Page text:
Originator, protagonist and central axis of The Bacchae, this god of wine, theater and group ecstasy appears mostly in disguise as a beautiful, longhaired, wine-flushed Lydian, the Stranger. His non-human forms and powers are also felt acutely throughout the play and Dionysus the god is clearly different from Dionysus in disguise, as the Stranger, and yet they are the same. Still, they exist in their different forms simultaneously, so while the audience and the chorus hear the divine god give the command for the earthquake, the Stranger is inside the palace torturing Pentheus. Dionysus is the son of Zeus and the mortal Semele, daughter of Cadmus.

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Pentheus is the king of Thebes, son of Agaue, grandson of Cadmus and the first cousin of Dionysus. Structurally Pentheus is Dionysus's foil, thus he is a preserver of law and order, a military man, a stern patriarch, and ultimately a doomed mortal. Pentheus is not merely a mirror or inverted double of Dionysus; he is puritanical and obstinate, but also curious and voyeuristic.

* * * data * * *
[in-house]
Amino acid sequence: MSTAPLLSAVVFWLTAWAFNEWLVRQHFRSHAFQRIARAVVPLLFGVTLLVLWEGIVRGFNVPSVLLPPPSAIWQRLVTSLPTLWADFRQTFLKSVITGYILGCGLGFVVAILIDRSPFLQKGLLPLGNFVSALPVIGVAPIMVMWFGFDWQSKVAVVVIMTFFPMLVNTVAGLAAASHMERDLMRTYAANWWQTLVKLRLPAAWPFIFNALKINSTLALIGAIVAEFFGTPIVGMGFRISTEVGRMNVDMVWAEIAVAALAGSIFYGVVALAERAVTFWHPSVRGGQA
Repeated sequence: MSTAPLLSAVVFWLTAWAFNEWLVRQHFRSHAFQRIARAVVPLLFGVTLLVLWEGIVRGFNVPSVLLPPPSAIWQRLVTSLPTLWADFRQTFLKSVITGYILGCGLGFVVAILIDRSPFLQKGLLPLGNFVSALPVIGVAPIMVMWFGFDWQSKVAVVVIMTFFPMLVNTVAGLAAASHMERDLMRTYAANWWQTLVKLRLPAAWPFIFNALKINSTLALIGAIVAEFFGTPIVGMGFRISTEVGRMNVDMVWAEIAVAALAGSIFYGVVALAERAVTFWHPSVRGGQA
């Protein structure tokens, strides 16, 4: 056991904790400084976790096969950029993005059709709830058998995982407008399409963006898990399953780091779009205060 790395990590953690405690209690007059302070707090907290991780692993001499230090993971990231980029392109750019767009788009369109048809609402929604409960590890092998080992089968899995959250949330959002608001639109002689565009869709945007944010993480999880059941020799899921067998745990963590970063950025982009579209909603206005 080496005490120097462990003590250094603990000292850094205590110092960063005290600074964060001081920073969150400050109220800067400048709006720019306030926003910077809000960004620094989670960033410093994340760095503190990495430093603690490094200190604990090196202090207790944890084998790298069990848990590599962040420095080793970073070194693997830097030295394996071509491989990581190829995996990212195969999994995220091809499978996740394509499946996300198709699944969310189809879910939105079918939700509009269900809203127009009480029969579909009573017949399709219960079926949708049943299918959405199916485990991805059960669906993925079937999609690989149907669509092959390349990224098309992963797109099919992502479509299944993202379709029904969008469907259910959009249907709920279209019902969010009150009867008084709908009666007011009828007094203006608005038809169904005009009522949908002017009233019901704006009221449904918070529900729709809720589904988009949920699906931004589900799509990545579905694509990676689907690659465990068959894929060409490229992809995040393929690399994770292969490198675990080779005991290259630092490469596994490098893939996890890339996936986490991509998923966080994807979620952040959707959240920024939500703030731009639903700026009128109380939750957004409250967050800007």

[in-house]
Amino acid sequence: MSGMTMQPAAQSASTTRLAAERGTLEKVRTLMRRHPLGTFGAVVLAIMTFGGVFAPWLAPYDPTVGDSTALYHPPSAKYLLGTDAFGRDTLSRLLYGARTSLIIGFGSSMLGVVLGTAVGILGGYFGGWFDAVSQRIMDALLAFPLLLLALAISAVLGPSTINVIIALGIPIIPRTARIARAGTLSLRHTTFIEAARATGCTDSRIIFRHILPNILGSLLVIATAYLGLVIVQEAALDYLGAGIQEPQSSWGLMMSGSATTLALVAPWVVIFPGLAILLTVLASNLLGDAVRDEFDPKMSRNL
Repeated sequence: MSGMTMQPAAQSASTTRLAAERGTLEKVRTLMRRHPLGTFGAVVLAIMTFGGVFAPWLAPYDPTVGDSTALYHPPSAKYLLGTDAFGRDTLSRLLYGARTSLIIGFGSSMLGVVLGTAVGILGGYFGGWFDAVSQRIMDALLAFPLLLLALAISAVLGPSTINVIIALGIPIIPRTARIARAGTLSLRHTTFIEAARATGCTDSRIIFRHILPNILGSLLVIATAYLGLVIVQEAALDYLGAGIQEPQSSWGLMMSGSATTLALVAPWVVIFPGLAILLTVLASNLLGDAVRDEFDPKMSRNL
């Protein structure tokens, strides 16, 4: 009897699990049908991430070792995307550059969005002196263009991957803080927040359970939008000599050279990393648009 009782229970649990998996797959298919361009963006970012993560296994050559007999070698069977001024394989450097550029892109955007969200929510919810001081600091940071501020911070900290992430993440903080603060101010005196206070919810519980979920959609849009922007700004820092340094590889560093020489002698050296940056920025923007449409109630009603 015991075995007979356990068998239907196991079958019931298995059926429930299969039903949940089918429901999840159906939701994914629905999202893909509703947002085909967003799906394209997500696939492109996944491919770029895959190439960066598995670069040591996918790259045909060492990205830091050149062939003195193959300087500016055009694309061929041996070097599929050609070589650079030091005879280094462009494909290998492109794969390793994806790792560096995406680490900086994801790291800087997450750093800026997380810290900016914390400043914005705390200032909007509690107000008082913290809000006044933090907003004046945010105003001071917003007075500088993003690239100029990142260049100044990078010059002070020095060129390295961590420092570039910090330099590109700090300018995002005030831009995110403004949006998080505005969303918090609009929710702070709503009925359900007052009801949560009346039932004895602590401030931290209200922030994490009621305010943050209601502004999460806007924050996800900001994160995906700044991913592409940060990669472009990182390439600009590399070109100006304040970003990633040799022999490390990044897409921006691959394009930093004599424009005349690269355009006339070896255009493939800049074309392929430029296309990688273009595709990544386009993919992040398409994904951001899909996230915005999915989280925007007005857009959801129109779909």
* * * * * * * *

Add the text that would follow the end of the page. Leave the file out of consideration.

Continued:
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Mother of Pentheus and daughter of Cadmus. Agaue is already one of the maenads (a worshipper of Dionysus participating in orgiastic rites, from the Greek mainad to be mad) at the start of the play. Even though she only enters the play at the very end, her scene is the most powerful and tragic in the play.


Former king of Thebes, father of Agaue and Semele, grandfather of Pentheus and Dionysus. Cadmus is the only one in his family to declare allegiance to Dionysus.


He captures the Stranger and brings him to Pentheus in Scene II.

First Messenger

One of three anonymous witnesses in the play. The first messenger is a cowherd who spies on the maenads and comes back to relate the incident to Pentheus.

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Second Messenger

The second messenger accompanied Pentheus and Dionysus up the mountain and witnessed the death of his king. He returns to the palace to relate the event to the chorus.

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Female bacchants from Lydia, led by Dionysus in his human form as the Stranger.


A famous Theban seer and friend of Cadmus. Tiresias persuades Cadmus to worship Dionysus.